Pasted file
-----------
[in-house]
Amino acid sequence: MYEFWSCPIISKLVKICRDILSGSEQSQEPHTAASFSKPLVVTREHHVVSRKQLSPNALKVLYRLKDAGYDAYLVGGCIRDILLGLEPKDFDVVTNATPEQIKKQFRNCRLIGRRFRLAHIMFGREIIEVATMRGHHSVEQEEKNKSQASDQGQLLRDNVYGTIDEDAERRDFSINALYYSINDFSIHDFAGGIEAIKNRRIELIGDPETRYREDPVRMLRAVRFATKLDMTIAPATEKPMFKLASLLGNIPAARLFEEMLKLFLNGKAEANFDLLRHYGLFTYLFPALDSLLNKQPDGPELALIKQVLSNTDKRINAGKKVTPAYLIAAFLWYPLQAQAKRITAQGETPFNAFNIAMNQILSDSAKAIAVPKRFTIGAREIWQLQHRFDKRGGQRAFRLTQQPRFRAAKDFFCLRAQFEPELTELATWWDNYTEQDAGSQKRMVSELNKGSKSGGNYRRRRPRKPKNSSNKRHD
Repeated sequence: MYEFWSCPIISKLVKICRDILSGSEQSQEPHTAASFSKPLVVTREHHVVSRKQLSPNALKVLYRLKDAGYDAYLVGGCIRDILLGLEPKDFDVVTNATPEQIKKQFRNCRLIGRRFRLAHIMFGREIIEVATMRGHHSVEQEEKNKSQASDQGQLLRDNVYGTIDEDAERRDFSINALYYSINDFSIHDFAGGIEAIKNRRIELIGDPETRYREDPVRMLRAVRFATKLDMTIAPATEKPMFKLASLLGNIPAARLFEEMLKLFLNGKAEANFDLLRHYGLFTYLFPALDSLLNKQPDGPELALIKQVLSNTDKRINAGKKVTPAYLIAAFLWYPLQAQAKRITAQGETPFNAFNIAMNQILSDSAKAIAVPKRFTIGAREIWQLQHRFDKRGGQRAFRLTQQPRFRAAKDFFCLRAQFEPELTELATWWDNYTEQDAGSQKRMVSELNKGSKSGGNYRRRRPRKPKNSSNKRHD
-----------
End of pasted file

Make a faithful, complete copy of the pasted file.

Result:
[in-house]
Amino acid sequence: MYEFWSCPIISKLVKICRDILSGSEQSQEPHTAASFSKPLVVTREHHVVSRKQLSPNALKVLYRLKDAGYDAYLVGGCIRDILLGLEPKDFDVVTNATPEQIKKQFRNCRLIGRRFRLAHIMFGREIIEVATMRGHHSVEQEEKNKSQASDQGQLLRDNVYGTIDEDAERRDFSINALYYSINDFSIHDFAGGIEAIKNRRIELIGDPETRYREDPVRMLRAVRFATKLDMTIAPATEKPMFKLASLLGNIPAARLFEEMLKLFLNGKAEANFDLLRHYGLFTYLFPALDSLLNKQPDGPELALIKQVLSNTDKRINAGKKVTPAYLIAAFLWYPLQAQAKRITAQGETPFNAFNIAMNQILSDSAKAIAVPKRFTIGAREIWQLQHRFDKRGGQRAFRLTQQPRFRAAKDFFCLRAQFEPELTELATWWDNYTEQDAGSQKRMVSELNKGSKSGGNYRRRRPRKPKNSSNKRHD
Repeated sequence: MYEFWSCPIISKLVKICRDILSGSEQSQEPHTAASFSKPLVVTREHHVVSRKQLSPNALKVLYRLKDAGYDAYLVGGCIRDILLGLEPKDFDVVTNATPEQIKKQFRNCRLIGRRFRLAHIMFGREIIEVATMRGHHSVEQEEKNKSQASDQGQLLRDNVYGTIDEDAERRDFSINALYYSINDFSIHDFAGGIEAIKNRRIELIGDPETRYREDPVRMLRAVRFATKLDMTIAPATEKPMFKLASLLGNIPAARLFEEMLKLFLNGKAEANFDLLRHYGLFTYLFPALDSLLNKQPDGPELALIKQVLSNTDKRINAGKKVTPAYLIAAFLWYPLQAQAKRITAQGETPFNAFNIAMNQILSDSAKAIAVPKRFTIGAREIWQLQHRFDKRGGQRAFRLTQQPRFRAAKDFFCLRAQFEPELTELATWWDNYTEQDAGSQKRMVSELNKGSKSGGNYRRRRPRKPKNSSNKRHD